The book is mostly made up of Tilde telling her story to Daniel, with the final part being Daniel looking into what his mother has told him. I did find some of Tilde's 'voice' rather odd and implausible but this is a book that is relatively short and very easy to read so I raced through it. Overall it's a good psychological thriller but although there's a twist I did expect something more to end on and I'm finding myself wondering if I have missed something.

Good, but not as good as this author's previous novels, but it is worth a read if you enjoy psychological thrillers and mind games.

Thank you to the publishers and Netgalley for allowing me to read and review this book.
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1 of 1 people found the following review helpful
5.0 out of 5 stars The Farm, 12 July 2014
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This review is from: The Farm (Kindle Edition)
This book is totally different to the Child 44 trilogy. You form an impression whilst reading the story of the mother that is then confirmed in the book, then the son starts his own investigations...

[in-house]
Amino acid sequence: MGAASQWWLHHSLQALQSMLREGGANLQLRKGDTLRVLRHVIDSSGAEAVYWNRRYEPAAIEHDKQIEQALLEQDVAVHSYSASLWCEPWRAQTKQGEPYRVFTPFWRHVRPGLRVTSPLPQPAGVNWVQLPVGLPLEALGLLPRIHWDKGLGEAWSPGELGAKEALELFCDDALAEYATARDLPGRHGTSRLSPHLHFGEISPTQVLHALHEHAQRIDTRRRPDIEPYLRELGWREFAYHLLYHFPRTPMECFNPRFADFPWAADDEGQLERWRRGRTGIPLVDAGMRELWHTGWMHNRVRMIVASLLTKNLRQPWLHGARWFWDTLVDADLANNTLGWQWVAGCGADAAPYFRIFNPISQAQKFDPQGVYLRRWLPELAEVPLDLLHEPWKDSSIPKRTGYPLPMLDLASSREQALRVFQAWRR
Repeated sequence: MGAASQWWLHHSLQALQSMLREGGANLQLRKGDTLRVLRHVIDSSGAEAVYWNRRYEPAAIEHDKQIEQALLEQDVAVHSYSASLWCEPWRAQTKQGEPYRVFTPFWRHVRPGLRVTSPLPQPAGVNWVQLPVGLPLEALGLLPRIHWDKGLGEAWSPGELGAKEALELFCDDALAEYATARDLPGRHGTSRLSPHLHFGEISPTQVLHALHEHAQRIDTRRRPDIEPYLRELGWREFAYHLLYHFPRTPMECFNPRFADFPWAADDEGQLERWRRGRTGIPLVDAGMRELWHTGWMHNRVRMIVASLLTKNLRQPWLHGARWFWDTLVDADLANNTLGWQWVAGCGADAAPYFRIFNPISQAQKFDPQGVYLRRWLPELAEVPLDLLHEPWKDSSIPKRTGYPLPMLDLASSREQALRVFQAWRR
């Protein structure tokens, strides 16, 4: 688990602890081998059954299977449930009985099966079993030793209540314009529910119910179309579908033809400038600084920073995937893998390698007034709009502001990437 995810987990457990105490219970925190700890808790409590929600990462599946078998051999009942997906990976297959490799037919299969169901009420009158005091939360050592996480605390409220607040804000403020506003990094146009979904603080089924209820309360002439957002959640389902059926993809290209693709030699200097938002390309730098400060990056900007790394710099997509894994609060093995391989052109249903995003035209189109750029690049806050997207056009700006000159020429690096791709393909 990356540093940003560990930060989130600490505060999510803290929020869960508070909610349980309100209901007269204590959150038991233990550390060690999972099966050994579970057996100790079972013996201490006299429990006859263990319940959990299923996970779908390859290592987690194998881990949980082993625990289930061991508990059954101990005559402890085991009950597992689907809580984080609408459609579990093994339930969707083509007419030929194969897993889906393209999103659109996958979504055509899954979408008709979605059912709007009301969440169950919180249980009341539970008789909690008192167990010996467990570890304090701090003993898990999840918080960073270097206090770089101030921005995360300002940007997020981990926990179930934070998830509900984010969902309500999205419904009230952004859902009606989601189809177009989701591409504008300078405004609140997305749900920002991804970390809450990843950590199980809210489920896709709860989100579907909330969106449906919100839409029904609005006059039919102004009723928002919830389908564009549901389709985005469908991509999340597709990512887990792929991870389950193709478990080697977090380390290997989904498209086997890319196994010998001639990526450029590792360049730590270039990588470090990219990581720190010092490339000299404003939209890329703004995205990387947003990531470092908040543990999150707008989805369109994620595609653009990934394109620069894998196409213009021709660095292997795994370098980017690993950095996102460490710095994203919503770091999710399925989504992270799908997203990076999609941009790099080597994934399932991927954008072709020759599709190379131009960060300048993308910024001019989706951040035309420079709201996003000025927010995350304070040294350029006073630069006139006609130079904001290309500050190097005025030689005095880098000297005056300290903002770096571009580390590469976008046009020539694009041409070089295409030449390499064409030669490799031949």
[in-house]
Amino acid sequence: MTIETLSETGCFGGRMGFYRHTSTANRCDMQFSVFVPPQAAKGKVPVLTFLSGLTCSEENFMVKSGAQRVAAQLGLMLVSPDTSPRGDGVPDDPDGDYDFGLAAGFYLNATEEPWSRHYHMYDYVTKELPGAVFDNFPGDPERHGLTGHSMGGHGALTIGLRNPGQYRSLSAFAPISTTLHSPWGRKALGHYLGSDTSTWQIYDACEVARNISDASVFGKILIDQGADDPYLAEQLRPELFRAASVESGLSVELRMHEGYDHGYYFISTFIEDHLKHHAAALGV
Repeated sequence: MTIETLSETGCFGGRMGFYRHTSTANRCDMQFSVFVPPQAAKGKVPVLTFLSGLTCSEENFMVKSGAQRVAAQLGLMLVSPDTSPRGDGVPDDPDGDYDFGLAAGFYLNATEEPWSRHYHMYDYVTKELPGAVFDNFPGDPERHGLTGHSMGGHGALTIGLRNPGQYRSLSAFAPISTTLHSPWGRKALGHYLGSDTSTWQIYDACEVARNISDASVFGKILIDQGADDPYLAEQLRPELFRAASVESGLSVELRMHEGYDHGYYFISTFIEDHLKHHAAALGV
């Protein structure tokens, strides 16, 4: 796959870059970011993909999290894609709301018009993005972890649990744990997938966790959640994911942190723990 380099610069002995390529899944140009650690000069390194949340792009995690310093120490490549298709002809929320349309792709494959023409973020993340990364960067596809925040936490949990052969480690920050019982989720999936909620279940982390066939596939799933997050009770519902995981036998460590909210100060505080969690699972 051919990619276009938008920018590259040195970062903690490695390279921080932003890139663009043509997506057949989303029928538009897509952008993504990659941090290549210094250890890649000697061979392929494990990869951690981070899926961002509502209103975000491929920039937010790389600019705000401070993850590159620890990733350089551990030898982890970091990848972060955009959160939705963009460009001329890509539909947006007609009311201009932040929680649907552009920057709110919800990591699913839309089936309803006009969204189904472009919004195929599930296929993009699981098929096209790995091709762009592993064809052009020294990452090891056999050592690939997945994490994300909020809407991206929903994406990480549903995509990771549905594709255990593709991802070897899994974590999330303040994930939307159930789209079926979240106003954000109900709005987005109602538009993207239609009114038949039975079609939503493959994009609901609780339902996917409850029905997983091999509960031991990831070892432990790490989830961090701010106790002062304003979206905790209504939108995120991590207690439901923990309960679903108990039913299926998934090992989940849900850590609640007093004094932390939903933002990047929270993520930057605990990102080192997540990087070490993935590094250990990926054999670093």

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1 of 1 people found the following review helpful
5.0 out of 5 stars awesome book, 6 July 2014
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This review is from: The Farm (child 44) (Paperback)
Another fantastic thriller from tom rob smith - I couldn't put it down and read it in a day - can't wait for the next one.
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1 of 1 people found the following review helpful
5.0 out of 5 stars Interesting read, 30 May 2014
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This review is from: The Farm (Kindle Edition)
Very enjoyable especially when you know it's based loosely around the true story of his mother and father . Bit of a twist at end.
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1 of 1 people found the following review helpful
5.0 out of 5 stars tb farm, 26 May 2014
This review is from: The Farm (Hardcover)
Was an excellent read, keeping you enthralled to the last page. Calls to mind the writing of the Danish mysteries.
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The Farm
The Farm by Tom Rob Smith (Hardcover - 13 Feb 2014)